Villain: Adam's death
Killing Adam off was lame because:
A. Adam was a cool character, with lots of potential and ties to several characters the writers never bothered to explore.
B. The old "having the new villain attack/kill the old one to prove how much more badass the new villain is" trick was hackneyed by the time Stan Lee finished using it and ridiculously transparent by now.
(And didn't Ma Petrelli see Adam in her vision of the future, joining in the attack on the Company? Or are her visions more metaphoric rather than literal? Ah well, that vision's specificity has probably already been erased by the Peters' future shenanigans two episodes ago.)
Hero: Pa Petrelli's power
That a man who fathered two people with powers that both involve the taking of other powers in some way would have a cruder form of that power makes so much sense that I'm embarrassed I never thought of the possibility.
Villain: Stupidity is hereditary AND learned
After Meredith rushed off last week to face the Puppet Master, knowing full well her fire power would do dick against someone who could physically control her, this week Claire and Sandra rushed off to rescue her, knowing full well that super healing and motherhood would do dick against someone who could physically control them (either Claire and Sandra are morons, or else the Company's file lack specifics regarding people's powers. In which case, they're morons.). Even assuming that Claire and Sandra went charging in well aware of Doyle's abilities, believing the old "distract the creepy guy with talks of a little boy's party while someone else tasers him from behind" trick would work, success is predicated on the one with the taser, who knows the target can control people's bodies, not giving the target a chance to surrender instead of just tasering him! This is why your dad won't let you be a super hero Claire.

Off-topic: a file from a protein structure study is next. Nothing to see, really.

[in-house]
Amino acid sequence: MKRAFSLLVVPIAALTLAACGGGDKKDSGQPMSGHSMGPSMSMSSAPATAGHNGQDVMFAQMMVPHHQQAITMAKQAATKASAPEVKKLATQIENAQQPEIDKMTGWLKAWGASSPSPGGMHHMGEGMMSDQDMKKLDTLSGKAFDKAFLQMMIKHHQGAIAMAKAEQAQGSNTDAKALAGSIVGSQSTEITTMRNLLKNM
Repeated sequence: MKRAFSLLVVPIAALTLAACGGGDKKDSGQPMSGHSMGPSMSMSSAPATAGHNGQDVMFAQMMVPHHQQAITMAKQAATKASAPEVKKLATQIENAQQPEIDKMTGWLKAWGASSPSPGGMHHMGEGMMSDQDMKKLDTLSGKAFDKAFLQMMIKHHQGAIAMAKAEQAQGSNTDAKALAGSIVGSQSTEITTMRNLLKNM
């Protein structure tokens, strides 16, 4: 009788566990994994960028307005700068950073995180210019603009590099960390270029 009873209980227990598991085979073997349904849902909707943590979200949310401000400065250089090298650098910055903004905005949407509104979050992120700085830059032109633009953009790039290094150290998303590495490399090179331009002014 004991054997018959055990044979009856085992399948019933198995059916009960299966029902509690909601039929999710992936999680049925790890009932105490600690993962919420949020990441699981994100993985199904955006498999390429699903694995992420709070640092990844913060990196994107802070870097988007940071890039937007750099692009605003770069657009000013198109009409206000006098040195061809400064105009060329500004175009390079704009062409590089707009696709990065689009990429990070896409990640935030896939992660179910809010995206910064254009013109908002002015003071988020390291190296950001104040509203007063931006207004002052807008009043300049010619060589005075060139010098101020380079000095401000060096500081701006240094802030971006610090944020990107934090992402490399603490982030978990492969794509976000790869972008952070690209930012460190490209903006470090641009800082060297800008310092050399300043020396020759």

Hero: Russian Roulette
Once again, Heroes pulls the old "bad setup, good execution" routine at Claire's expense by following up her thoroughly moronic capture at Doyle's hands by having the four sit down for a rousing game of Russian Roulette. I loved how Doyle thought Meredith was the fun aunt, and that when Sandra shot Claire she fired until Claire was hit, rather than having her one shot miraculously be the loaded one.
Hero: African Isaac does the viewers a solid
Clanking Hiro on the head (twice)? Yup, this viewer has certainly wanted to do that a few times this season. Telling Hiro he relies on his power too much? That's another thing we've wanted to tell Hiro. Commenting that instead of blindly going down the path laid before him, Hiro could choose his own course? Man, its almost like African Isaac was winking at the audience by the end there. Hopefully Hiro listens to him.
I also enjoyed the "One Minute Before Hiro Got Hit" timestamp. Nice to see the show not take itself too seriously.
Hero: Formula clarification
Thanks to Daphne's recruitment of Mohinder we learned that the formula she stole from Kaito and Angela is essentially the refined, side effect free, version of the formula Moronder independantly stumbled upon and with which he injected himself. A little detail, but an important and needed clarification when a plot built around a formula is tossing around two instances of such.
Hero: The turtle